In an era when the public is demanding accountability, how accountable is the intelligence sphere? Employing hundreds of thousands and spending hundreds of billions each year, it essentially answers to no one. Even the people’s representatives tasked with riding herd, the congressional intelligence committees, have nearly always been kept in the dark, sworn to silence, compromised, deceived or otherwise neutralized.
The reason we cannot call this leviathan to account is because, we are told again and again, it must be left alone to do in secrecy what it does in our interest. But how well does it do its work?
Let’s go to the Washington Post:
When CIA officials subjected their first high-value captive, Abu Zubaida, to waterboarding and other harsh interrogation methods, they were convinced that they had in their custody an al-Qaeda leader who knew details of operations yet to be unleashed, and they were facing increasing pressure from the White House to get those secrets out of him.
The methods succeeded in breaking him, and the stories he told of al-Qaeda terrorism plots sent CIA officers around the globe chasing leads.
In the end, though, not a single significant plot was foiled as a result of Abu Zubaida’s tortured confessions, according to former senior government officials who closely followed the interrogations. Nearly all of the leads attained through the harsh measures quickly evaporated, while most of the useful information from Abu Zubaida — chiefly names of al-Qaeda members and associates — was obtained before waterboarding was introduced, they said.
Moreover, within weeks of his capture, U.S. officials had gained evidence that made clear they had misjudged Abu Zubaida. President George W. Bush had publicly described him as “al-Qaeda’s chief of operations,” and other top officials called him a “trusted associate” of al-Qaeda leader Osama bin Laden and a major figure in the planning of the Sept. 11, 2001, terrorist attacks. None of that was accurate, the new evidence showed.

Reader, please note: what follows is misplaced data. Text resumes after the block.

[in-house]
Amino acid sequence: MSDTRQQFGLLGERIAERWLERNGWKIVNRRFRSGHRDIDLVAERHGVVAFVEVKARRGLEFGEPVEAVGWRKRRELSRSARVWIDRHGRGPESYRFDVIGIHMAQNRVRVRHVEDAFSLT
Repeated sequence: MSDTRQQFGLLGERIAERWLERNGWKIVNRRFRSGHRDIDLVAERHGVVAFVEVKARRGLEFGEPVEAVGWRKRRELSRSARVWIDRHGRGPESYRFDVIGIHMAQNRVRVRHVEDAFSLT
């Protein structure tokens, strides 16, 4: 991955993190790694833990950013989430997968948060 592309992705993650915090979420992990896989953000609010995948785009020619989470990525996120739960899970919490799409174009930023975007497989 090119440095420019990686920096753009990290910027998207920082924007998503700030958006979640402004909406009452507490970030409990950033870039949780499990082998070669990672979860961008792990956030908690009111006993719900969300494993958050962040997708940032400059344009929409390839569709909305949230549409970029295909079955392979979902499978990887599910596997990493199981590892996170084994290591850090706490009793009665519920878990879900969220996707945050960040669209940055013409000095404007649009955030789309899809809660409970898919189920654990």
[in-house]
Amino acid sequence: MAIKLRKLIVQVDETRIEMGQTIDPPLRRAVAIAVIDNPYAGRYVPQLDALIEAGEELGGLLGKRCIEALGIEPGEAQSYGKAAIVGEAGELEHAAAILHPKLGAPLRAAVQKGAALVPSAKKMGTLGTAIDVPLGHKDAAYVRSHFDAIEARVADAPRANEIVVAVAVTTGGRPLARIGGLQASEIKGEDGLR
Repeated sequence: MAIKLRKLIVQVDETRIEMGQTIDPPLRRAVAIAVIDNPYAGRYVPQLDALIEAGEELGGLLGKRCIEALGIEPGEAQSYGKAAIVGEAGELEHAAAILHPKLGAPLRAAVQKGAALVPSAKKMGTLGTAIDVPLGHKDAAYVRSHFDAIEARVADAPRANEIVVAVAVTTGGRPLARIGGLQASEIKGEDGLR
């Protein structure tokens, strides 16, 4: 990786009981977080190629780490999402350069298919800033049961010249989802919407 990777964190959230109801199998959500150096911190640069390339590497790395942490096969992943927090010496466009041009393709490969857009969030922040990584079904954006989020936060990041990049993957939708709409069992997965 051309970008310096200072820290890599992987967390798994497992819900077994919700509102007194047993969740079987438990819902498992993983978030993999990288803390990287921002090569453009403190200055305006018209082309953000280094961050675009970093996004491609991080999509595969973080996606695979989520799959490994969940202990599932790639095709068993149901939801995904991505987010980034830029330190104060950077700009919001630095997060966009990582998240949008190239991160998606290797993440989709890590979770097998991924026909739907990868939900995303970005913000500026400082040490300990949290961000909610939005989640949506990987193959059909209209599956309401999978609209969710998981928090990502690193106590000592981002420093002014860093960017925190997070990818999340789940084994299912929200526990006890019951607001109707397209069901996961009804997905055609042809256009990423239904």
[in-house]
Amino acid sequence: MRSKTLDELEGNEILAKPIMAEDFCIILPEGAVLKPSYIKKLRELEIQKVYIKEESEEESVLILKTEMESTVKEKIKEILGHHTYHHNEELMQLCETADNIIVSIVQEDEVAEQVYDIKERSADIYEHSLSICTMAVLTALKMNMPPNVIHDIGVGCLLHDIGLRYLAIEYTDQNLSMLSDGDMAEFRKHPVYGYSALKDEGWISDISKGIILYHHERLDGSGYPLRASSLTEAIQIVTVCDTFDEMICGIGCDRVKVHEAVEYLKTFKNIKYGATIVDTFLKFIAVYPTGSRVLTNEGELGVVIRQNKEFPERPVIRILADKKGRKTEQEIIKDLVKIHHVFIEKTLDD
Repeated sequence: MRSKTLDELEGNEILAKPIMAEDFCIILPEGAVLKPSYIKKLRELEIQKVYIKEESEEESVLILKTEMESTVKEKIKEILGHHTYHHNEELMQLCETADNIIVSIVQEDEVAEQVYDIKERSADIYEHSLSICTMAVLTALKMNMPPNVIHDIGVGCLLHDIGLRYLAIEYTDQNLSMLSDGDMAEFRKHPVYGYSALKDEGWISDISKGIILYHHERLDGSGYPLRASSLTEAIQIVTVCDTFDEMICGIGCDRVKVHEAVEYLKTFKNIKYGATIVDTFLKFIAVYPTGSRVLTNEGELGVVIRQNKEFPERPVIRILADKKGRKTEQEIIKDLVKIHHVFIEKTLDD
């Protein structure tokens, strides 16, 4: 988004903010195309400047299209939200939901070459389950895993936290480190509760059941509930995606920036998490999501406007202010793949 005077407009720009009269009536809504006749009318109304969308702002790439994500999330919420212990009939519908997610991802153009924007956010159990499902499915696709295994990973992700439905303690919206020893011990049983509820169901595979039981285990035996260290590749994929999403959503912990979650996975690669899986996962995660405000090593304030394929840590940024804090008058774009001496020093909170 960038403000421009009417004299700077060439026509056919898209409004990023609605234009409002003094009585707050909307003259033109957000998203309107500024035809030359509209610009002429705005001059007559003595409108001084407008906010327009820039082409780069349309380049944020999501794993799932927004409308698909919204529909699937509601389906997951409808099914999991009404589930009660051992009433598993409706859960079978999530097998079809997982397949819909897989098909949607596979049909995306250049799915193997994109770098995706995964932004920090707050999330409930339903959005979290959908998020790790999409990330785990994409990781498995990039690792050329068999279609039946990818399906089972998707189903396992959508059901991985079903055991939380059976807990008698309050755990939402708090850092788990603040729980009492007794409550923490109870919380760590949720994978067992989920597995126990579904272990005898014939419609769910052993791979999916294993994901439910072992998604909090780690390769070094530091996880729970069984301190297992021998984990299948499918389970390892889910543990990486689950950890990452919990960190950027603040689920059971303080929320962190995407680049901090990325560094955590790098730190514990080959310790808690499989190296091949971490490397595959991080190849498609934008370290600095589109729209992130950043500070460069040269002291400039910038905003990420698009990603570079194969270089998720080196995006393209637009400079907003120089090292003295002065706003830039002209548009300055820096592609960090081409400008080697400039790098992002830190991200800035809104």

Abu Zubaida was not even an official member of al-Qaeda, according to a portrait of the man that emerges from court documents and interviews with current and former intelligence, law enforcement and military sources. Rather, he was a “fixer” for radical Muslim ideologues, and he ended up working directly with al-Qaeda only after Sept. 11 — and that was because the United States stood ready to invade Afghanistan…..
“We spent millions of dollars chasing false alarms,” one former intelligence official said.
Despite the poor results, Bush White House officials and CIA leaders continued to insist that the harsh measures applied against Abu Zubaida and others produced useful intelligence that disrupted terrorist plots and saved American lives.
Two weeks ago, Bush’s vice president, Richard B. Cheney, renewed that assertion in an interview with CNN, saying that “the enhanced interrogation program” stopped “a great many” terrorist attacks on the level of Sept. 11.
“I’ve seen a report that was written, based upon the intelligence that we collected then, that itemizes the specific attacks that were stopped by virtue of what we learned through those programs,” Cheney asserted, adding that the report is “still classified,” and, “I can’t give you the details of it without violating classification.”
Since 2006, Senate intelligence committee members have pressed the CIA, in classified briefings, to provide examples of specific leads that were obtained from Abu Zubaida through the use of waterboarding and other methods, according to officials familiar with the requests.
The agency provided none, the officials said.
To be sure, part of this story is the pressure applied by the Bush White House on the CIA. But there’s a broader issue: the efficacy of the overall enterprise—how well it is run, what it does, how much of what it does is in the long-term interest of the American people. Getting this tiger by the toe should have always been a top priority, not just of government, but also of journalism. Yet even in the most flush of times, news organizations have rarely had more than one or a handful of reporters on this beat—and much of their work has been manipulated by sources with agendas. Rarely do we see such important revelations as those contained in the Post article. And the mere fact that they are coming out now has more to do with the changing of the guard at the White House than to any substantive changes.
Where else do you see journalism of this quality and value?
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